For many years, the economy in Australia consisted of products made by the people who lived here. Like many countries, goods and services have slowly been moving off shore due to cheaper employment and raw material costs in other countries. Today the market in Australia is flooded with products that come from all over the world. This has been great in some ways (cheap Japanese cars and out-of-season fruit, to name but a few) and the cheaper prices have made some purchases a lot easier on the pocket. In other ways it has been detrimental with local businesses being closed and a significant portion of manufacturing being moved overseas. We hear a lot about supporting local but what are the reasons for buying Australian-made compared to a (sometimes cheaper) import?
As a shopper, you might like to think of your purchases as a vote for what you consider appropriate behavior from the store you are buying from. If you think it’s reprehensible to test on animals (let’s face it, it is) then you wouldn’t buy from a store that doesn’t have a strong stance on this subject. If more people feel like you do and stop buying these types of products, the industry will listen and your ‘vote’ will help create a greener, cleaner, friendlier shopping environment – as you can see from the number of green and organic products beginning to surface today – a good sign consumers are moving in a positive direction!
After you’ve set your own moral compass for shopping you should consider adding supporting local business onto your list of requirements. If local businesses flourish, so will the local economy. Yes, buying local can cost a few extra dollars in some cases, but often the extra investment can purchase a product that’s made out of higher quality materials that will last a lot longer than their cheaper counterpart.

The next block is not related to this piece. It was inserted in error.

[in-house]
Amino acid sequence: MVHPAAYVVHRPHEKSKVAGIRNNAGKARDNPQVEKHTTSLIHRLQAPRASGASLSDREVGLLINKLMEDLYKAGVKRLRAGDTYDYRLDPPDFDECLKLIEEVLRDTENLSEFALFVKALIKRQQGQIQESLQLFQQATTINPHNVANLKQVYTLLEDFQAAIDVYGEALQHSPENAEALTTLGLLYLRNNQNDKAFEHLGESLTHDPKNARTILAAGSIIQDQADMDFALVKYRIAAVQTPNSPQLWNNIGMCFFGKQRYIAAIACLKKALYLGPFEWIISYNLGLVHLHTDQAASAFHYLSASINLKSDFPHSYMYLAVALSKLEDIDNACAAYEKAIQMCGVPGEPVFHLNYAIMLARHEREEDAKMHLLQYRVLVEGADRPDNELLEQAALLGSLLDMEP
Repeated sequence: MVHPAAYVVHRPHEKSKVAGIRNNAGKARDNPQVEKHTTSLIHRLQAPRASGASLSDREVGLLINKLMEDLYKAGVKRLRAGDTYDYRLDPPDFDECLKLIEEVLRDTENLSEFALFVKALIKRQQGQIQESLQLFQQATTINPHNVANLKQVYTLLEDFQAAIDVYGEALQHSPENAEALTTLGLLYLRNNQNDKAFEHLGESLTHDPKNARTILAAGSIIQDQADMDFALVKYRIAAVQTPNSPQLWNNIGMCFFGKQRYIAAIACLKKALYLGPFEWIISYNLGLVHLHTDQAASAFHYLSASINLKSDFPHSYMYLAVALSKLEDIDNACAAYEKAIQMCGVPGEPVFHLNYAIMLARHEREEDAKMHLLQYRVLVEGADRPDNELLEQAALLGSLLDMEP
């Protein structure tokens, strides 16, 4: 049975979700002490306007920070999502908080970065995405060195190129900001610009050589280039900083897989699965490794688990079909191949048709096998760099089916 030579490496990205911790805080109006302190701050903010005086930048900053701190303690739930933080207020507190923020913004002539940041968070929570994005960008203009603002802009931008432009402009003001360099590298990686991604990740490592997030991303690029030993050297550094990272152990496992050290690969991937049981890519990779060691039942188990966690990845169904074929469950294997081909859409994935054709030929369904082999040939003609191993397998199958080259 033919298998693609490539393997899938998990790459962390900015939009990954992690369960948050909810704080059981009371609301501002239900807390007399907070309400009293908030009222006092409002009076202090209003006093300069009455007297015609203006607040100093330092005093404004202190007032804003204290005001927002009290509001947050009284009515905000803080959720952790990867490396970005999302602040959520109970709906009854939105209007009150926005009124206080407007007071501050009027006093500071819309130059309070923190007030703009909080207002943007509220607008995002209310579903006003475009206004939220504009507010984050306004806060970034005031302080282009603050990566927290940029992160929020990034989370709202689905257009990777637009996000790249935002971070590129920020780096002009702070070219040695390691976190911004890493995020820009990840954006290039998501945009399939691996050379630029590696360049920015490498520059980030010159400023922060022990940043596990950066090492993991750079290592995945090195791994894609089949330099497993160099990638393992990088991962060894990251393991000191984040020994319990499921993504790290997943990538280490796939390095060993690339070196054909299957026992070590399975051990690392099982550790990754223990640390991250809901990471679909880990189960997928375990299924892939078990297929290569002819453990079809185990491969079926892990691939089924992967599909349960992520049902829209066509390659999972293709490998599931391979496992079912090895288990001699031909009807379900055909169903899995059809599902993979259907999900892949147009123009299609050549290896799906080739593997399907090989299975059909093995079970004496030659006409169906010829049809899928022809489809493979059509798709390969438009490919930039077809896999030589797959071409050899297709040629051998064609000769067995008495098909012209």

You may also want to consider supporting local when it comes to fruit and vegetable shopping. This will mean only buying seasonal fruit when it’s actually in season. Also, think of the cost and environmental impact of importing consumables like fruit and vegetables. If you’re buying off a local farmer, your goods have used less fuel to reach you and will often be much fresher.
Another green shopping method is buying items that are handmade. They can be more labour-intensive than mass-produced imports, but this often means they will be better quality, lasting you longer and lengthening the time before replacement is needed. This effectively reduces the cost in the long run anyway. For example, a craftsperson spends time honing their skills to make a handmade product. The process starts from ground zero and is completed with patience and practice. Only the best materials are used and a learned tradesperson has the know-how from years of experience, to create a long-wearing work of art.
Finally, try to source natural and organic products where you can. Shop for clothes that are made out of natural fabrics and beauty products that are organic and cruelty-free. Your purchasing decision will encourage slow-fashion companies that use natural, non-polluting fibers for manufacturing their clothing items. In making these choices, you can diminish the poor-quality clothes (or throwaway fashion) that are made out of synthetic fibers, which are bad for the environment and your health.
The same goes for beauty products. There are many local companies that manufacture organic, eco-friendly, and cruelty-free products, which are much better than the ones that are mass-produced and contain a wide range of chemical and toxic components. Organic products are great for your skin and body, are entirely safe to use from all points of view, and are not tested on animals, which means that they don’t have to suffer in the name of biped beauty. With this information in mind, we encourage you to go forth young grasshopper and become a sustainable shopper!